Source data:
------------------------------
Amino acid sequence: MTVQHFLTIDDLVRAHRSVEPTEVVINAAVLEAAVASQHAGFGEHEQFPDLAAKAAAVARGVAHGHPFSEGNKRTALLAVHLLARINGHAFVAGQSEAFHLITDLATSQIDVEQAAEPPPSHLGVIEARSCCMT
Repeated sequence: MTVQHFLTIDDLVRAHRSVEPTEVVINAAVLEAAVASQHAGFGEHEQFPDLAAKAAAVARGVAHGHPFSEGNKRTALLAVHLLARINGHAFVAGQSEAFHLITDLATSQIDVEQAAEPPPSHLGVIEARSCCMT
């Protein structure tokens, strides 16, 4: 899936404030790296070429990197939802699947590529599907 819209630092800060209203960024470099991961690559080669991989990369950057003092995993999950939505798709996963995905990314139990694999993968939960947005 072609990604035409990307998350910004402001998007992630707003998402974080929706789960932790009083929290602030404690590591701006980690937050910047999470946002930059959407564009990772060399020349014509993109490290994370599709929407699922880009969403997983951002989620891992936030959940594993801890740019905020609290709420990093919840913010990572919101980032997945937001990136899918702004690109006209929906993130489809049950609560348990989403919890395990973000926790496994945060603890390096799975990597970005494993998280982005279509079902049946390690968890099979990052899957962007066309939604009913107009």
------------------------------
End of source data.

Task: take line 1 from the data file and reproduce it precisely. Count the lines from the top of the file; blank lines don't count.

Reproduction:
Amino acid sequence: MTVQHFLTIDDLVRAHRSVEPTEVVINAAVLEAAVASQHAGFGEHEQFPDLAAKAAAVARGVAHGHPFSEGNKRTALLAVHLLARINGHAFVAGQSEAFHLITDLATSQIDVEQAAEPPPSHLGVIEARSCCMT